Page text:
Inflation also drives insolvency. Payroll tax proceeds are deposited in the Social Security Trust Fund. If collections exceed payments, the excess is invested in Treasurys. This interest income supplements payroll tax income. In today’s high-inflation environment, these are terrible investments often yielding less than 3 percent.
All of this has created a 75-year, $210 trillion (nominal) unfunded accrued liability. Since current law doesn’t allow borrowing to pay benefits, proposals to restore solvency typically include some mix of raising payroll-tax revenue and restructuring benefits. If borrowing were allowed with no reform, the 75-year unfunded accrued liability would swell to $560 trillion (nominal).
This amount of borrowing would give the U.S. a debt-to-GDP ratio of 242 percent, similar to that of Greece and Venezuela. Our debt would increase even faster as we continue to borrow to pay for other entitlements and discretionary spending.
In short, although insolvency is nine years off, waiting to address it will only require deeper cuts and/or higher taxes somewhere down the line. Given the lack of political will to address this problem, is it any wonder why 83 percent of GenXers doubt they will receive Social Security?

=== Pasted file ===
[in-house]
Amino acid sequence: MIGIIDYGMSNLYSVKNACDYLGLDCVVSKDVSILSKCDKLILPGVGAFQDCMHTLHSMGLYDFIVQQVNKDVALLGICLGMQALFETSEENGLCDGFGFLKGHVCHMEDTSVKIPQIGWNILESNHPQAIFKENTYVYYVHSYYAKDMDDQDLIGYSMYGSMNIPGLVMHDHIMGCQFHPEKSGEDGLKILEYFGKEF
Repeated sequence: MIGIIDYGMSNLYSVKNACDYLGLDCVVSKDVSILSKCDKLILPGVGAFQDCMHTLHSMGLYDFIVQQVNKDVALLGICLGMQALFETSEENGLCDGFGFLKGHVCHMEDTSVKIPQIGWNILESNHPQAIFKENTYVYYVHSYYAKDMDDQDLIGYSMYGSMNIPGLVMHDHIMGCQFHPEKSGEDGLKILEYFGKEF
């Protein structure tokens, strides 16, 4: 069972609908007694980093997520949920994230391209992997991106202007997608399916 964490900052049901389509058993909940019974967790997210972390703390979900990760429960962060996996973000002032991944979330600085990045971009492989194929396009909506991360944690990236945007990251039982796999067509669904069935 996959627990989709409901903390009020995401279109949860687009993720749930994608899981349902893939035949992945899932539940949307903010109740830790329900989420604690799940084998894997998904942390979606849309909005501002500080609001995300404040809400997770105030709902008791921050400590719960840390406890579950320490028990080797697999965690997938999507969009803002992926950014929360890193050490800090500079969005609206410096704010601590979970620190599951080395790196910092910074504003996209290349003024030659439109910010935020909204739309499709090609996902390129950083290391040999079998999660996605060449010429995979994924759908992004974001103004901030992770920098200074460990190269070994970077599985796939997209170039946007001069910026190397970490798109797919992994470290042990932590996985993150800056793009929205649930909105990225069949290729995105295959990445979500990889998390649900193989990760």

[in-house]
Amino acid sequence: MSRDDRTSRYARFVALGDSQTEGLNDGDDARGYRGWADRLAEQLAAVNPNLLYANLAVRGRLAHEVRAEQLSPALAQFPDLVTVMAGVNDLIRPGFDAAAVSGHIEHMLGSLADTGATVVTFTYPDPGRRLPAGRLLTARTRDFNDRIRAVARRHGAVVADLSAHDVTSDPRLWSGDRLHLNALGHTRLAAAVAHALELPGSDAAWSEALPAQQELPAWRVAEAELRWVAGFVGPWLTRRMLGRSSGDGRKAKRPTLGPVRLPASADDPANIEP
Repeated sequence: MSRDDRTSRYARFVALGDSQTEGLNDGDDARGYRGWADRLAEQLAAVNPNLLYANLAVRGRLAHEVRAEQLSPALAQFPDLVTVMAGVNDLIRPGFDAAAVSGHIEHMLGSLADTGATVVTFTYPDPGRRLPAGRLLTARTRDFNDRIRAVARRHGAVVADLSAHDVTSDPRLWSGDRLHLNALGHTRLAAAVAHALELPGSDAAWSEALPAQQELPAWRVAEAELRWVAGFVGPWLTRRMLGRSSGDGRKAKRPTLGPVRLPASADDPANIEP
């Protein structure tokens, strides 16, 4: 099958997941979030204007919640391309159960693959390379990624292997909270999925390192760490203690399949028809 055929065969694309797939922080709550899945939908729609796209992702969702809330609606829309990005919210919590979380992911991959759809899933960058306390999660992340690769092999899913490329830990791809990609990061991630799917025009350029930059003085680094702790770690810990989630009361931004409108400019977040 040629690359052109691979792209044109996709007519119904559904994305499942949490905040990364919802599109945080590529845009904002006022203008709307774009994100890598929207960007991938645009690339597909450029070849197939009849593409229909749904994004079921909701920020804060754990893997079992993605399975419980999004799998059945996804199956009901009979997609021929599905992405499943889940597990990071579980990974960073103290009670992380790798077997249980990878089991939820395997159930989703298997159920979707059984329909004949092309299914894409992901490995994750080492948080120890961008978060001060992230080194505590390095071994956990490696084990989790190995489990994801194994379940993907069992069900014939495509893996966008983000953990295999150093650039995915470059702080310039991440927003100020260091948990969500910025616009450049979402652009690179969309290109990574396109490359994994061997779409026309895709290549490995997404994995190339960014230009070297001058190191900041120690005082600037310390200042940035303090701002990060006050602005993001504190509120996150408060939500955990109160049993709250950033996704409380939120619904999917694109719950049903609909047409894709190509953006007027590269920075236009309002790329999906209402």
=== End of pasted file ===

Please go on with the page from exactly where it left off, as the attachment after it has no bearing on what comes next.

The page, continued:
But it doesn’t have to be this way. Policymakers have tools at their disposal to reform Social Security and make sure the program remains viable for future generations. Using investments is a good place to start. When the Federal Railroad Retirement System (FRRRS) had an imbalance between retirees and active railroad employees paying into the Railroad Trust Fund, President George W. Bush and Congress allowed Railroad Trust Fund investments to diversify from Treasurys. Since then, the portfolio’s returns have averaged 8.9 percent annually and the fund now has a surplus.
Many successful state and national pension programs also use diversified portfolios. These include the Wisconsin Retirement System, the Canada Pension Plan, and the Ontario Teachers’ Pension Fund. According to the National Institute for Retirement Security, for solvent funds such as these, about 63 percent of receipts come from investment earnings alone.
I am leading a bipartisan group of senators to fix the problem now, before things get worse. We propose placing $1.5 trillion over five years in a diversified investment fund separate from the Social Security Trust Fund. The investment would be held in escrow for 70 years to take advantage of compounding. Under this plan, the 24 percent benefit cuts are eliminated and 75 percent of the Social Security shortfall is covered. This model presumes a greater rate of return from investments than the cost of borrowing, which has been true since at least 1929.